Other matters

Inherited estate of the PAC long-term fund

The assets of the with-profits sub-fund (WPSF) within the long-term insurance fund of The Prudential Assurance Company Limited (PAC) comprise the amounts that it expects to pay out to meet its obligations to existing policyholders and an additional amount used as working capital. The amount payable over time to policyholders from the WPSF is equal to the policyholders' accumulated asset shares plus any additional payments that may be required by way of smoothing or to meet guarantees. The balance of the assets of the WPSF is called the 'inherited estate' and has accumulated over many years from various sources.

The inherited estate, as working capital, enables PAC to support with-profits business by providing the benefits associated with smoothing and guarantees, by providing investment flexibility for the fund's assets, by meeting the regulatory capital requirements that demonstrate solvency and by absorbing the costs of certain significant events or fundamental changes in its long-term business without affecting the bonus and investment policies. The size of the inherited estate fluctuates from year to year depending on the investment return and the extent to which it has been required to meet smoothing costs, guarantees and other events.

Support for long-term business funds by shareholders' funds

As a proprietary insurance company, PAC is liable to meet its obligations to policyholders even if the assets of the long-term funds are insufficient to do so. The assets, represented by the unallocated surplus of with-profits funds, in excess of amounts expected to be paid for future terminal bonuses and related shareholder transfers ('the excess assets') in the long-term funds could be materially depleted over time by, for example, a significant or sustained equity market downturn, costs of significant fundamental strategic change or a material increase in the pension mis-selling provision. In the unlikely circumstance that the depletion of the excess assets within the long-term fund was such that the Group's ability to satisfy policyholders' reasonable expectations was adversely affected, it might become necessary to restrict the annual distribution to shareholders or to contribute shareholders' funds to the long-term funds to provide financial support.

In 1997, the business of SALAS, a mutual society, was transferred to PAC. In effecting the transfer, a separate sub-fund, SAIF, was established within PAC's long-term business fund. This sub-fund contains all the with-profits business and all other pension business that was transferred. No new business has been or will be written in the sub-fund and the sub-fund is managed to ensure that all the invested assets are distributed to SAIF policyholders over the lifetime of SAIF policies. With the exception of certain amounts in respect of the unitised with-profits life business, all future earnings arising in SAIF are retained for SAIF policyholders. Any excess (deficiency) of revenue over expense within SAIF during a period is attributable to the policyholders of the fund. Shareholders have no interest in the profits of SAIF but are entitled to the asset management fees paid on this business. With the exception of certain guaranteed annuity products mentioned earlier in this note, and certain products which include a minimum guaranteed rate of accumulation, the majority of SAIF with-profits policies do not guarantee minimum rates of return to policyholders.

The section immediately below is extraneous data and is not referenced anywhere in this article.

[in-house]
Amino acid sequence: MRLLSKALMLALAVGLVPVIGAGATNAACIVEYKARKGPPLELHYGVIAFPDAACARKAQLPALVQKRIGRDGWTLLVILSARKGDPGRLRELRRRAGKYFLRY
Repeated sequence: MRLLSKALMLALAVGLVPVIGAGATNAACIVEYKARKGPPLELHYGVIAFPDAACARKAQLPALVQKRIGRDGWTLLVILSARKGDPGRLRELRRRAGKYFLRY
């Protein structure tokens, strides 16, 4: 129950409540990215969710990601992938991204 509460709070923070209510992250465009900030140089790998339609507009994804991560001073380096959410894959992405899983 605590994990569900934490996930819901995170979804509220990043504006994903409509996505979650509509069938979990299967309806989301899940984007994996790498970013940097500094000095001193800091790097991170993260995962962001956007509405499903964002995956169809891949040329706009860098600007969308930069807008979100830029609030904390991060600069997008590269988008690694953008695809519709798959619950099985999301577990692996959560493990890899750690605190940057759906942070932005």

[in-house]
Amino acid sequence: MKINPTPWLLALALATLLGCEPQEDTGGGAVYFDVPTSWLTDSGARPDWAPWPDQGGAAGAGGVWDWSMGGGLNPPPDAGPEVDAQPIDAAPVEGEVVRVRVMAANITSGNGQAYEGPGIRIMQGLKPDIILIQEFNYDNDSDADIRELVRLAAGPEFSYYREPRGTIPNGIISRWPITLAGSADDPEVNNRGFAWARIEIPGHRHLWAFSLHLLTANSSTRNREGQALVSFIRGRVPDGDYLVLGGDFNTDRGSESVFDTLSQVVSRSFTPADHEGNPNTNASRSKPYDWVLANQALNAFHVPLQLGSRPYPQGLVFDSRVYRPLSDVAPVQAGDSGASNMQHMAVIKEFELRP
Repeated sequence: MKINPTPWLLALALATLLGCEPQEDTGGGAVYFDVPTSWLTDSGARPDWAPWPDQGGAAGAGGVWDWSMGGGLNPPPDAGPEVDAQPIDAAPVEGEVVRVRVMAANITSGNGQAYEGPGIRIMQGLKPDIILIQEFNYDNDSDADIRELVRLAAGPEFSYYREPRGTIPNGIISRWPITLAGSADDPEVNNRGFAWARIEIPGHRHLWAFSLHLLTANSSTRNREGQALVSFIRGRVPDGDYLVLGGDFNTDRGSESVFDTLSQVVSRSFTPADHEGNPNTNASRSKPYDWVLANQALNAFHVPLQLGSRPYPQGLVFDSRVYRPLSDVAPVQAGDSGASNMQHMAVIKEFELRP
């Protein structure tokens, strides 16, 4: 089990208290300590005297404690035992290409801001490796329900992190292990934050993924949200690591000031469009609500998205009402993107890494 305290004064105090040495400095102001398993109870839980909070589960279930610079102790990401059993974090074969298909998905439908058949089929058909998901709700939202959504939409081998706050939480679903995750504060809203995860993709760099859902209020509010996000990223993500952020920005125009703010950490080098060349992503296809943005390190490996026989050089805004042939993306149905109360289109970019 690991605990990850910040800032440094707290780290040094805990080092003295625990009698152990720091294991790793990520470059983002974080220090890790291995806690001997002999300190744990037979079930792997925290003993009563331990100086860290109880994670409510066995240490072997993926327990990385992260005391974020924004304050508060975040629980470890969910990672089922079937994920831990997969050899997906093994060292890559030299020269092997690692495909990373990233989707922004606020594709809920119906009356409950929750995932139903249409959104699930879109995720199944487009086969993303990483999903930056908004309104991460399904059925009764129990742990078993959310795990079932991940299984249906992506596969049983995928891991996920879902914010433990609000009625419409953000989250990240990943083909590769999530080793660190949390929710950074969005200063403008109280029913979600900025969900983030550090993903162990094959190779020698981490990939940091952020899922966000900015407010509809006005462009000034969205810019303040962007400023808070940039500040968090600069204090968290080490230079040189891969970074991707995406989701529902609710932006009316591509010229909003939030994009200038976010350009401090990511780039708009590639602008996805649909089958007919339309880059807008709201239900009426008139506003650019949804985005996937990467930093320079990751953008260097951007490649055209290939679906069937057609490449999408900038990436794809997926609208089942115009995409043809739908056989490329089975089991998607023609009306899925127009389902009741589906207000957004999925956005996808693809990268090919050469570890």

Should the assets of SAIF be inadequate to meet the guaranteed benefit obligations to the policyholders of SAIF, the PAC long-term fund would be liable to cover any such deficiency. Due to the quality and diversity of the assets in SAIF and the ability of SAIF to revise guaranteed benefits in the event of an asset shortfall, the directors believe that the probability of either the PAC long-term fund or the Group's shareholders' funds having to contribute to SAIF is remote.

Guarantees and commitments

Guarantee funds in both the UK and the US provide for payments to be made to policyholders on behalf of insolvent life insurance companies. These guarantee funds are financed by payments assessed on solvent insurance companies based on location, volume and types of business. The Group estimated its reserve for future guarantee fund assessments for Jackson, included within other liabilities to be £16 million at 31 December 2010 (2009: £15 million). Similar assessments for the UK businesses were not significant. The directors believe that the reserve is adequate for all anticipated payments for known insolvencies.

At 31 December 2010, Jackson has unfunded commitments of £363 million (2009: £339 million) related to its investments in limited partnerships and of £88 million (2009: £89 million) related to commercial mortgage loans. These commitments were entered into in the normal course of business and the directors do not expect a material adverse impact on the operations to arise from them.

Jackson owns debt instruments issued by securitisation trusts managed by PPM America. At 31 December 2010, the support provided by certain forbearance agreements Jackson entered into with the counterparty to certain of these trusts could potentially expose Jackson to maximum losses of £332 million, if circumstances allowed the forbearance period to cease. Jackson believes that, so long as the forbearance period continues, the risk of loss under the agreements is remote.

The Group has provided other guarantees and commitments to third-parties entered into in the normal course of business but the Company does not consider that the amounts involved are significant.

 

Download as excel file

  2010 £m 2009 £m
Creditors arising from direct insurance and reinsurance operations 821 615
Interest payable 66 83
Other items 242 179
Total 1,129 877
 

Feedback

Your comments and ideas help us to shape future reports to suit your needs.

Tell us your views

Shareholder services

Get the most out of your shareholding in Prudential.

View shareholder services